To Lock or Not to Lock
As we travel the country with the workshop, we are asked many questions about teaching, visuals, and the resource room. One matter seems to be brought up constantly: Should a resource room be locked or not? Let’s consider the matter from both the negative and positive.
Locking the room provides protection for our younger students.
Assume a child walked unnoticed into the room. He might turn on the laminator, unlock and play with the paper cutter, etc. If the room is locked unless it is open and staffed, then children cannot hurt themselves or the equipment. The same thing can be said for the cleanliness of the room. Locking the door means children will not be able to play with the supplies, possibly leaving a mess for others to have to clean up or even damaging materials.
Locking the room is practicing good stewardship.
A congregation spends the Lord’s money to provide the equipment, supplies, and materials in the resource room. When the door is open and anyone can enter at any time, the items can be damaged or may simply "walk away,” never to be seen again. No one means for that to happen, but a locked door and a checkout system do significantly reduce the chances of that happening.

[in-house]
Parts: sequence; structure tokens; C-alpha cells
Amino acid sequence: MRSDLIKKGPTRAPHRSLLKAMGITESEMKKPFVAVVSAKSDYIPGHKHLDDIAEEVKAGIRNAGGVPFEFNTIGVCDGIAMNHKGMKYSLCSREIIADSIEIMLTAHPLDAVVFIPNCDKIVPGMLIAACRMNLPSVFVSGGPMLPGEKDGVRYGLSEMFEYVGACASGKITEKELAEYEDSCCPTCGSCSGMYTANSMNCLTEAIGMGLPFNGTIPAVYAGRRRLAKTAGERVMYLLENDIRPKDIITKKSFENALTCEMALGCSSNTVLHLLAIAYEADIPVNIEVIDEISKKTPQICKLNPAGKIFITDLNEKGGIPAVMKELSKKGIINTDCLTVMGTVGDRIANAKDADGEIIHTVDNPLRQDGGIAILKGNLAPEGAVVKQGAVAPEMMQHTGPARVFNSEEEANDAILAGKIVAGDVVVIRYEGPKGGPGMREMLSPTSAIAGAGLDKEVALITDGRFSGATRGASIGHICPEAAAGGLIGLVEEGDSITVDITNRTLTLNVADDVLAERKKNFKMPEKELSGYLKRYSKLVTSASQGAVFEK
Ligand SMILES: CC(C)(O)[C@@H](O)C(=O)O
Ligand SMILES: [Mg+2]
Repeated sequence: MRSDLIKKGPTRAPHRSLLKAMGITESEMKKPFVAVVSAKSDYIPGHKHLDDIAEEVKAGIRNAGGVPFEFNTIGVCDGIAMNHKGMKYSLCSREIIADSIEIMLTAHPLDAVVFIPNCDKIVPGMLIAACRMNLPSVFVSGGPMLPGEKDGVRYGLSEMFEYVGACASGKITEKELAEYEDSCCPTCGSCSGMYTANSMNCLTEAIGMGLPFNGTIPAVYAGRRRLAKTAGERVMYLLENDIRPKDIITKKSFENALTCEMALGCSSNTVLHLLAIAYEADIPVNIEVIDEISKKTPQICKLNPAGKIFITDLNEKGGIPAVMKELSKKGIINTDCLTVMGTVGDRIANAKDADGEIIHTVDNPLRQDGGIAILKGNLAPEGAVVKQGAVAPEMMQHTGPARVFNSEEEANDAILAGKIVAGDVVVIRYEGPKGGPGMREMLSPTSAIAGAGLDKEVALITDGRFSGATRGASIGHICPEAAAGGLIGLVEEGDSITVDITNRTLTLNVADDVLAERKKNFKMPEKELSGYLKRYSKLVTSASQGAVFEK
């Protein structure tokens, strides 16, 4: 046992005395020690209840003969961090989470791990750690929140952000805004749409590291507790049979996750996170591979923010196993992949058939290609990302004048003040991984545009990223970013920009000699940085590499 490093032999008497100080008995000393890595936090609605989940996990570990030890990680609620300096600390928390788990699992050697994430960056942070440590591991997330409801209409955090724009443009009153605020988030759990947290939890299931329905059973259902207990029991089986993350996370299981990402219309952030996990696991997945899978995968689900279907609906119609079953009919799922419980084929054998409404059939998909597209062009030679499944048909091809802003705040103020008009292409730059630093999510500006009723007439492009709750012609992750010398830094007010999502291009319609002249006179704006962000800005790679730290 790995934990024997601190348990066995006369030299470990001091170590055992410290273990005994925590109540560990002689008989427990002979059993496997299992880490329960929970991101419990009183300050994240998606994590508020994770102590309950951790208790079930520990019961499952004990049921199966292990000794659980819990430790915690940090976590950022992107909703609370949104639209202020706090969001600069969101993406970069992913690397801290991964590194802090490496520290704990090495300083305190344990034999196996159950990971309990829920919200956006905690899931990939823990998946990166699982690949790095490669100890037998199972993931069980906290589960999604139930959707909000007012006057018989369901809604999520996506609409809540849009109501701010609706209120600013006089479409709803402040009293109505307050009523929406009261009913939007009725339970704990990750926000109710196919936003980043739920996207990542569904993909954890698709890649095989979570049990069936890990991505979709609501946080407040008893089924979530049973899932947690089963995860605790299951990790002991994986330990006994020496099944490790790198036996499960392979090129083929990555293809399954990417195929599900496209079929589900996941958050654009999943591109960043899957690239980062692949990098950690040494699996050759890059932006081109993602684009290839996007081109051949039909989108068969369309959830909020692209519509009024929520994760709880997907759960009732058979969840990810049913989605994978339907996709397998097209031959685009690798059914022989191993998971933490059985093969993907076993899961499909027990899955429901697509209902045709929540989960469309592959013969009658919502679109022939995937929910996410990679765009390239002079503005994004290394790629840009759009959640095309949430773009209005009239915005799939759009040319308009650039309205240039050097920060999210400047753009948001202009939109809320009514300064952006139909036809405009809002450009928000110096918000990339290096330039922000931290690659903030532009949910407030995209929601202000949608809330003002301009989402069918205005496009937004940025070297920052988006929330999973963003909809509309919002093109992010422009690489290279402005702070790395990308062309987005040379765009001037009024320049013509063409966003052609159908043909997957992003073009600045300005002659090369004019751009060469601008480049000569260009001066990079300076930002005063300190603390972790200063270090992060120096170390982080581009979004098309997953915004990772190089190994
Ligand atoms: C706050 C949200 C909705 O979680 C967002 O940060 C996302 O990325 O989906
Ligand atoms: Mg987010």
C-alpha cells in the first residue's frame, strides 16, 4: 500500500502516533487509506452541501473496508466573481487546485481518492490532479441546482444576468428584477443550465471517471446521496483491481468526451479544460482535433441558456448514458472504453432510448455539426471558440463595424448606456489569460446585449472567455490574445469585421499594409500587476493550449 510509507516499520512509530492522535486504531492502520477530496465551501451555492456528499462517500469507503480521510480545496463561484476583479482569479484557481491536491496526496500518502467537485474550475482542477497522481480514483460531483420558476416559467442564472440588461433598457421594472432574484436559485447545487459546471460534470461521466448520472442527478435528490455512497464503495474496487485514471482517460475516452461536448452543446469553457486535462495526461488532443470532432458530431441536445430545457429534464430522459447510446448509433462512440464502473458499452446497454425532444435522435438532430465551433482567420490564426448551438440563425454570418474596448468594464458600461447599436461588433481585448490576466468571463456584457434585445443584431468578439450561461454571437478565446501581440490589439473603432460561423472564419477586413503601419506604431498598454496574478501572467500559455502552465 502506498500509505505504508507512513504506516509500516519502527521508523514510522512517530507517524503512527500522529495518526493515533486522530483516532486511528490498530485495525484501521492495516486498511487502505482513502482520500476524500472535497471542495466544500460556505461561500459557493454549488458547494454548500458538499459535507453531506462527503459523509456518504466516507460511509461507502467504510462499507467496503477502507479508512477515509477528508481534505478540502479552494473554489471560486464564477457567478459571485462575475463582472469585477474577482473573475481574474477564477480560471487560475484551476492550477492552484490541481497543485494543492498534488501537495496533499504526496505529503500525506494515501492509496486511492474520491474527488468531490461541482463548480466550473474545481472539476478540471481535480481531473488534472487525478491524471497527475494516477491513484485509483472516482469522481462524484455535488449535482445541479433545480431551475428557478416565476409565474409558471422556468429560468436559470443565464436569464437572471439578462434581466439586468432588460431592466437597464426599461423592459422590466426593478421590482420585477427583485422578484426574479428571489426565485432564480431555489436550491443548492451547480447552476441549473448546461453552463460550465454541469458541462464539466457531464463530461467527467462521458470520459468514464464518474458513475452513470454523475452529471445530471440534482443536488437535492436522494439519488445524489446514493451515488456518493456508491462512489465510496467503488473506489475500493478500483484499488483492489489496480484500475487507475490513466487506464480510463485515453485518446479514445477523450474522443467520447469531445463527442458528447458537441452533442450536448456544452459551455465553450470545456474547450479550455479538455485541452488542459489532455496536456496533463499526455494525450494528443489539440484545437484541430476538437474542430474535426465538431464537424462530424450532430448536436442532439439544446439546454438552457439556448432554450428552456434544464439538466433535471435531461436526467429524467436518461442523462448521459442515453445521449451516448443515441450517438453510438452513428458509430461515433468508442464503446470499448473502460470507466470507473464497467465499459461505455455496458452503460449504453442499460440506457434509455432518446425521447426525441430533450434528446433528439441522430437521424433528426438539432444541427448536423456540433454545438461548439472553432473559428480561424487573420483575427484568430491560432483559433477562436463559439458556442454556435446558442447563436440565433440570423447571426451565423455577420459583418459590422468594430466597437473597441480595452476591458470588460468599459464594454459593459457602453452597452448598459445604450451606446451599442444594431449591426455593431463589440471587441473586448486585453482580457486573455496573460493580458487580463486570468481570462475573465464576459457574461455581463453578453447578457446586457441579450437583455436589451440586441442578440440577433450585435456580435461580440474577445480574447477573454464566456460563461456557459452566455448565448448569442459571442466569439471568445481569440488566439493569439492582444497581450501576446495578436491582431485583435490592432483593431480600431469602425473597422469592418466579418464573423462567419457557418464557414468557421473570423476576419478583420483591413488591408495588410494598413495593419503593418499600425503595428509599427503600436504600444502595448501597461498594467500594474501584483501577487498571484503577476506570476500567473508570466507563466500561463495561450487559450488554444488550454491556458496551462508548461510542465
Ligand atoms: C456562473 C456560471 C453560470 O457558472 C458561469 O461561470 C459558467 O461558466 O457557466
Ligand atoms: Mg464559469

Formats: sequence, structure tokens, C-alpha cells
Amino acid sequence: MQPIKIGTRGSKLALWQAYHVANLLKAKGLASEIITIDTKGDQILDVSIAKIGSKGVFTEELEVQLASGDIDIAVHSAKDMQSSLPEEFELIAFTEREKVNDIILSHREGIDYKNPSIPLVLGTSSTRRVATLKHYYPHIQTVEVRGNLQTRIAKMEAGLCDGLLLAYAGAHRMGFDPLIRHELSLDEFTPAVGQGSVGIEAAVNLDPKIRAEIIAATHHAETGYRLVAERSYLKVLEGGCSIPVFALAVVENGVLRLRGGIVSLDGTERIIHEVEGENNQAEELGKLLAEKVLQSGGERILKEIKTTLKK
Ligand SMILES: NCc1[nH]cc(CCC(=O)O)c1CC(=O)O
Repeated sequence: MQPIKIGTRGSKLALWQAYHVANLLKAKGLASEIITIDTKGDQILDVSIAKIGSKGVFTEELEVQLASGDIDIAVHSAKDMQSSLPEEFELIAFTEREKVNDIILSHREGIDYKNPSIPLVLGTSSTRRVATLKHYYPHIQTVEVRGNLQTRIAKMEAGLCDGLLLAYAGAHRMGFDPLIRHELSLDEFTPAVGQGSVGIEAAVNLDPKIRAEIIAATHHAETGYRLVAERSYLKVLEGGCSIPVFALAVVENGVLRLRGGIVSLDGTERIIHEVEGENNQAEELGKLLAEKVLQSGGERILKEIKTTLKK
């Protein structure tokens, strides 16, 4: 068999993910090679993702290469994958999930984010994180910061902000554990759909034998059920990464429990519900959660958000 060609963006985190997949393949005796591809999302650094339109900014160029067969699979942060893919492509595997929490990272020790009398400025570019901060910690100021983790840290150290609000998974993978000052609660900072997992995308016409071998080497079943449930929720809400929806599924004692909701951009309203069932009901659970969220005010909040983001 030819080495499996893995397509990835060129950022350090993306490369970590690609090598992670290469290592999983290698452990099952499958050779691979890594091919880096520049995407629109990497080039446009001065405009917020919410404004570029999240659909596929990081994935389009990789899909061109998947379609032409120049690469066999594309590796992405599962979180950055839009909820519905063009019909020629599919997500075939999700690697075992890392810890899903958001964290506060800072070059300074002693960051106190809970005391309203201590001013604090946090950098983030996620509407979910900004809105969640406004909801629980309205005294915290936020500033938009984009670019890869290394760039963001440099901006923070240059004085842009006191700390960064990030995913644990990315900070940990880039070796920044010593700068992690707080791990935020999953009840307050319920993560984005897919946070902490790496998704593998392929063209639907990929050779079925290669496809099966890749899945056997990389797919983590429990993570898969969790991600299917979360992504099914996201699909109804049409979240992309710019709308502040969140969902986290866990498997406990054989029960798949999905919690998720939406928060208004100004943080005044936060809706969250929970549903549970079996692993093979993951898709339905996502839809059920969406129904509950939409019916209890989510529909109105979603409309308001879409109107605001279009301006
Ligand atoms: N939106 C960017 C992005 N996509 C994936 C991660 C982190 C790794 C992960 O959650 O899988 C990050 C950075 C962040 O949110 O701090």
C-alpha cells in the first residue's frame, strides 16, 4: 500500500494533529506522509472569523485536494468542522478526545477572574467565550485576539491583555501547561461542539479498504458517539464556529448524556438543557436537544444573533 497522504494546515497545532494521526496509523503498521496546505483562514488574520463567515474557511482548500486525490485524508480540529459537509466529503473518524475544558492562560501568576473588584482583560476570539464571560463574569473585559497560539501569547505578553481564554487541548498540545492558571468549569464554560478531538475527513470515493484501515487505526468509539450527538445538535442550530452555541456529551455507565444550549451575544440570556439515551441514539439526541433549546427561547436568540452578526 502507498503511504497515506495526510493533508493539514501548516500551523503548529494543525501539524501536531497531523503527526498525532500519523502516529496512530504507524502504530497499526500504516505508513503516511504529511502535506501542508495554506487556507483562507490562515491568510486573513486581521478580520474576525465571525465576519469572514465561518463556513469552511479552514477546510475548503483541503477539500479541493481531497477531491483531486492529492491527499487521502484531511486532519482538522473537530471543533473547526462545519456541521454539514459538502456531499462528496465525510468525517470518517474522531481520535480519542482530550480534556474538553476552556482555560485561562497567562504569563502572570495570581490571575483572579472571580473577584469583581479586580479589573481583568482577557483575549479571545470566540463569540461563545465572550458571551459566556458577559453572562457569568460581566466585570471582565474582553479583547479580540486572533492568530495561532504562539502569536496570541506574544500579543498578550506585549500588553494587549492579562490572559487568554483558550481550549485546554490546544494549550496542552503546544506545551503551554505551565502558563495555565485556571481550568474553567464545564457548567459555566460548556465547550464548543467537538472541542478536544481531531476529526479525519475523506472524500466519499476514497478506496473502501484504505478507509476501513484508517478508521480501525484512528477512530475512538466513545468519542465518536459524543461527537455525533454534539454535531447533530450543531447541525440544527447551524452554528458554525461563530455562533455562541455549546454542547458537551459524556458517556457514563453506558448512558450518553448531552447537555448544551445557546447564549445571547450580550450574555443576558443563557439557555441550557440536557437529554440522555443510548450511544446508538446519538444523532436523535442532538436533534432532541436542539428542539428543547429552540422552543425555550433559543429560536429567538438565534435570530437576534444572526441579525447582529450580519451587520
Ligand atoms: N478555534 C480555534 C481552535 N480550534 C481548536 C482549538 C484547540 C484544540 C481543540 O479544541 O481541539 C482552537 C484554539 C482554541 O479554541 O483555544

Locking the door increases the "we’re serious about teaching Bible class” way of thinking.
Teachers begin to see their role as more significant when they realize the effort and money the congregation is expending to help them do their job.
Locking the door may hurt someone’s feelings.
It’s sad, but true. If everyone has always had access to everything, then Someone may be upset if something is behind a locked door. While we do need to be considerate of other’s feelings, we need to ask if feelings are a good reason to ignore the positive aspects mentioned above.
Locking the door means teachers can’t get in whenever they need to.
We are all busy people. We need to do what we need to do when we need to do it. And if the room is locked when we need to get in, that’s a real and legitimate issue. Enter the resource room staff. The people who work in the resource room should be willing to make themselves available to open the room and help teachers when the teachers need it. That may mean coming to the building on weeknights or Saturday. Teachers need to be reasonable in those requests recognizing that the staff has other responsibilities, too. If we all are considerate of one another, this issue is easily managed.
We realize that some congregations may have had an unlocked resource room for years. We share your joy if that has worked out successfully. However, our opinion based on many years of experience leads us to answer this question with a resounding YES.